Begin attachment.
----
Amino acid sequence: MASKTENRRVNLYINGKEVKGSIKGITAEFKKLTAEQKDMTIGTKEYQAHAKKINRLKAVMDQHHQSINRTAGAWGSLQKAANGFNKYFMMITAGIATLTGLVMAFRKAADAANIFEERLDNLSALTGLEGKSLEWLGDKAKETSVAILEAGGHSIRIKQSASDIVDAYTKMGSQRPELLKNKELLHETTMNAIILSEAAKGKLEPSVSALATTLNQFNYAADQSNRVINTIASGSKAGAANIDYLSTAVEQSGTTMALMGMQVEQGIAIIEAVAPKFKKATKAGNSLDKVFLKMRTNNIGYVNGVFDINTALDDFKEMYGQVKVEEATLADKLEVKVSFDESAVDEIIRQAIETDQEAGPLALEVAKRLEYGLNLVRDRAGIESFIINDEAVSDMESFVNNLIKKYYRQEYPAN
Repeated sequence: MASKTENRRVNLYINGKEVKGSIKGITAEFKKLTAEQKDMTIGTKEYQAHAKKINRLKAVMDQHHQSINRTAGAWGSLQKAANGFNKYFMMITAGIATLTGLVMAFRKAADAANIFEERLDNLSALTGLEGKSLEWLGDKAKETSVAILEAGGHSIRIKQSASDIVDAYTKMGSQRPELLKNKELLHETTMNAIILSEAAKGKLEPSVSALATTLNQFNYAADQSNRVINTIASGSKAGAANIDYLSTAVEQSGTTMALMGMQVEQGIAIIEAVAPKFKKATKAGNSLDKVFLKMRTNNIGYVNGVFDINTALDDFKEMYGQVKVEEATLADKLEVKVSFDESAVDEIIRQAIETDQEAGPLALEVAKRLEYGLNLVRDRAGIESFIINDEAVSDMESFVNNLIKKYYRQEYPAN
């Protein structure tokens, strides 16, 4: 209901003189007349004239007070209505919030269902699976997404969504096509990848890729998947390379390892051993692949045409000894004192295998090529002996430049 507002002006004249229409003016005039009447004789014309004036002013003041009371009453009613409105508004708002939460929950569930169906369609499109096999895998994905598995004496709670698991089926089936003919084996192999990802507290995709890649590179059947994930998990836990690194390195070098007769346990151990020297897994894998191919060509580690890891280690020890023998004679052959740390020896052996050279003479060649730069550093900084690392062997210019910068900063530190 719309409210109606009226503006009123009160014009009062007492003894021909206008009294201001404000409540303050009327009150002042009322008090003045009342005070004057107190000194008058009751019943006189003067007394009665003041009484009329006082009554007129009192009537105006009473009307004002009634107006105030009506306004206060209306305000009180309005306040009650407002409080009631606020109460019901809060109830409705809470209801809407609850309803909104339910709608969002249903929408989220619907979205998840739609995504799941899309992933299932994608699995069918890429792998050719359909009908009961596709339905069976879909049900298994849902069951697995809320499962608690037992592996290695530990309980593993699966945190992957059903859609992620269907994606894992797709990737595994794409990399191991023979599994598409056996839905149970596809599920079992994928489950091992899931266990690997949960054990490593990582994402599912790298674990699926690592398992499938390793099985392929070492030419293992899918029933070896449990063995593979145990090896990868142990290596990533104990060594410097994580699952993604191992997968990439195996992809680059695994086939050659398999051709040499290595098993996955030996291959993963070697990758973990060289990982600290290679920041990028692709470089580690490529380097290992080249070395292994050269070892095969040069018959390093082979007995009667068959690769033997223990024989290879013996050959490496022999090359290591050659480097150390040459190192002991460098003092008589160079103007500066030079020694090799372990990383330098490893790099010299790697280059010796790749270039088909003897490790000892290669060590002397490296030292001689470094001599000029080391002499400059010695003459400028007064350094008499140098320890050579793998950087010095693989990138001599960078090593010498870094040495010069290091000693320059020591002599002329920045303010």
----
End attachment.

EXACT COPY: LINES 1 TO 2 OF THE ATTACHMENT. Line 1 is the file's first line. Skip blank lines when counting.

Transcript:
Amino acid sequence: MASKTENRRVNLYINGKEVKGSIKGITAEFKKLTAEQKDMTIGTKEYQAHAKKINRLKAVMDQHHQSINRTAGAWGSLQKAANGFNKYFMMITAGIATLTGLVMAFRKAADAANIFEERLDNLSALTGLEGKSLEWLGDKAKETSVAILEAGGHSIRIKQSASDIVDAYTKMGSQRPELLKNKELLHETTMNAIILSEAAKGKLEPSVSALATTLNQFNYAADQSNRVINTIASGSKAGAANIDYLSTAVEQSGTTMALMGMQVEQGIAIIEAVAPKFKKATKAGNSLDKVFLKMRTNNIGYVNGVFDINTALDDFKEMYGQVKVEEATLADKLEVKVSFDESAVDEIIRQAIETDQEAGPLALEVAKRLEYGLNLVRDRAGIESFIINDEAVSDMESFVNNLIKKYYRQEYPAN
Repeated sequence: MASKTENRRVNLYINGKEVKGSIKGITAEFKKLTAEQKDMTIGTKEYQAHAKKINRLKAVMDQHHQSINRTAGAWGSLQKAANGFNKYFMMITAGIATLTGLVMAFRKAADAANIFEERLDNLSALTGLEGKSLEWLGDKAKETSVAILEAGGHSIRIKQSASDIVDAYTKMGSQRPELLKNKELLHETTMNAIILSEAAKGKLEPSVSALATTLNQFNYAADQSNRVINTIASGSKAGAANIDYLSTAVEQSGTTMALMGMQVEQGIAIIEAVAPKFKKATKAGNSLDKVFLKMRTNNIGYVNGVFDINTALDDFKEMYGQVKVEEATLADKLEVKVSFDESAVDEIIRQAIETDQEAGPLALEVAKRLEYGLNLVRDRAGIESFIINDEAVSDMESFVNNLIKKYYRQEYPAN